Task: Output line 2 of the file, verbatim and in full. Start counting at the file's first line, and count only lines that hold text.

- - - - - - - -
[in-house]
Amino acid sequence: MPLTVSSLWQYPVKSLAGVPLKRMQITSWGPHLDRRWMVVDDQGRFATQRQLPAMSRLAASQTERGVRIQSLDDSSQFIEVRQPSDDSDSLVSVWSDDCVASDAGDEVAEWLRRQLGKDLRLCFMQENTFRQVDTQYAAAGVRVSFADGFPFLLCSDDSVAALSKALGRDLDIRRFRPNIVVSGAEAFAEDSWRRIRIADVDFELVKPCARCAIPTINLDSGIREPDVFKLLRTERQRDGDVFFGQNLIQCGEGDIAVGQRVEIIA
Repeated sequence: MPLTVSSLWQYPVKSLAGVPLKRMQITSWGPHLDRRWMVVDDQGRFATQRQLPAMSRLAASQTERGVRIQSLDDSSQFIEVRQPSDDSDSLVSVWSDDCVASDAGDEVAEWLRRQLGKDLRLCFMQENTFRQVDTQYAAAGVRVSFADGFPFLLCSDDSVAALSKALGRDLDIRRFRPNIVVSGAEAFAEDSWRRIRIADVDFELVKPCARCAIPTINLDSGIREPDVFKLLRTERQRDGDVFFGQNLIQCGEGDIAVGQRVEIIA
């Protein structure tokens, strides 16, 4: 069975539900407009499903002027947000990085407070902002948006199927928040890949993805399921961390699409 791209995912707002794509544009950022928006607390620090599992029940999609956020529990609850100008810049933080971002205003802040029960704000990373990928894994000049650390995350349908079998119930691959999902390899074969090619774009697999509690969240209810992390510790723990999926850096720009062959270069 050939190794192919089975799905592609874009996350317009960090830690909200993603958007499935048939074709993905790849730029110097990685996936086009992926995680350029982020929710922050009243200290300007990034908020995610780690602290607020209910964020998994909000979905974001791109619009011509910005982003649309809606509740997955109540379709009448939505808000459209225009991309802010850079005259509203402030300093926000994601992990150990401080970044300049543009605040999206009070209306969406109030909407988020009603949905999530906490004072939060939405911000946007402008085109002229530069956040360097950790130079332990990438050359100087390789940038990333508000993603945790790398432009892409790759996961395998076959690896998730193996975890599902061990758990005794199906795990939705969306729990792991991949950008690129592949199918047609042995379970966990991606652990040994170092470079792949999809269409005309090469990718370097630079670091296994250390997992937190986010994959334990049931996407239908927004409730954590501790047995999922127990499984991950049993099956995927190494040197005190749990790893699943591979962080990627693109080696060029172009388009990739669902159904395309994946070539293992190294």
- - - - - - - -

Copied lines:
Amino acid sequence: MPLTVSSLWQYPVKSLAGVPLKRMQITSWGPHLDRRWMVVDDQGRFATQRQLPAMSRLAASQTERGVRIQSLDDSSQFIEVRQPSDDSDSLVSVWSDDCVASDAGDEVAEWLRRQLGKDLRLCFMQENTFRQVDTQYAAAGVRVSFADGFPFLLCSDDSVAALSKALGRDLDIRRFRPNIVVSGAEAFAEDSWRRIRIADVDFELVKPCARCAIPTINLDSGIREPDVFKLLRTERQRDGDVFFGQNLIQCGEGDIAVGQRVEIIA